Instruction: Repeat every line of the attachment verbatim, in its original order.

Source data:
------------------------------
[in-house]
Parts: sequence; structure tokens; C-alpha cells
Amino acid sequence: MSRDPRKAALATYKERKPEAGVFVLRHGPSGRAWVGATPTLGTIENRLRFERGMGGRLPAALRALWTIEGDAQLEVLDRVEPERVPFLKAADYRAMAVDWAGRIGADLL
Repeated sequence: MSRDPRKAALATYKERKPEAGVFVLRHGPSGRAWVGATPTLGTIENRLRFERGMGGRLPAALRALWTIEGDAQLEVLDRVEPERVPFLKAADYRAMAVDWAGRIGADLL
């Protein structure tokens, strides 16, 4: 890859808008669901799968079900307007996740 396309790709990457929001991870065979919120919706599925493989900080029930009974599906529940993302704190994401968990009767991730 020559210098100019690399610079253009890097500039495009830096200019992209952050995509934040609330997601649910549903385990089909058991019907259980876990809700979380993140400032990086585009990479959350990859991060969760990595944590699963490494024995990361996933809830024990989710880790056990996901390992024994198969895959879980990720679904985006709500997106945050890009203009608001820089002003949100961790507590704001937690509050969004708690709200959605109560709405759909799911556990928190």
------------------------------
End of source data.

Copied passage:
[in-house]
Parts: sequence; structure tokens; C-alpha cells
Amino acid sequence: MSRDPRKAALATYKERKPEAGVFVLRHGPSGRAWVGATPTLGTIENRLRFERGMGGRLPAALRALWTIEGDAQLEVLDRVEPERVPFLKAADYRAMAVDWAGRIGADLL
Repeated sequence: MSRDPRKAALATYKERKPEAGVFVLRHGPSGRAWVGATPTLGTIENRLRFERGMGGRLPAALRALWTIEGDAQLEVLDRVEPERVPFLKAADYRAMAVDWAGRIGADLL
């Protein structure tokens, strides 16, 4: 890859808008669901799968079900307007996740 396309790709990457929001991870065979919120919706599925493989900080029930009974599906529940993302704190994401968990009767991730 020559210098100019690399610079253009890097500039495009830096200019992209952050995509934040609330997601649910549903385990089909058991019907259980876990809700979380993140400032990086585009990479959350990859991060969760990595944590699963490494024995990361996933809830024990989710880790056990996901390992024994198969895959879980990720679904985006709500997106945050890009203009608001820089002003949100961790507590704001937690509050969004708690709200959605109560709405759909799911556990928190």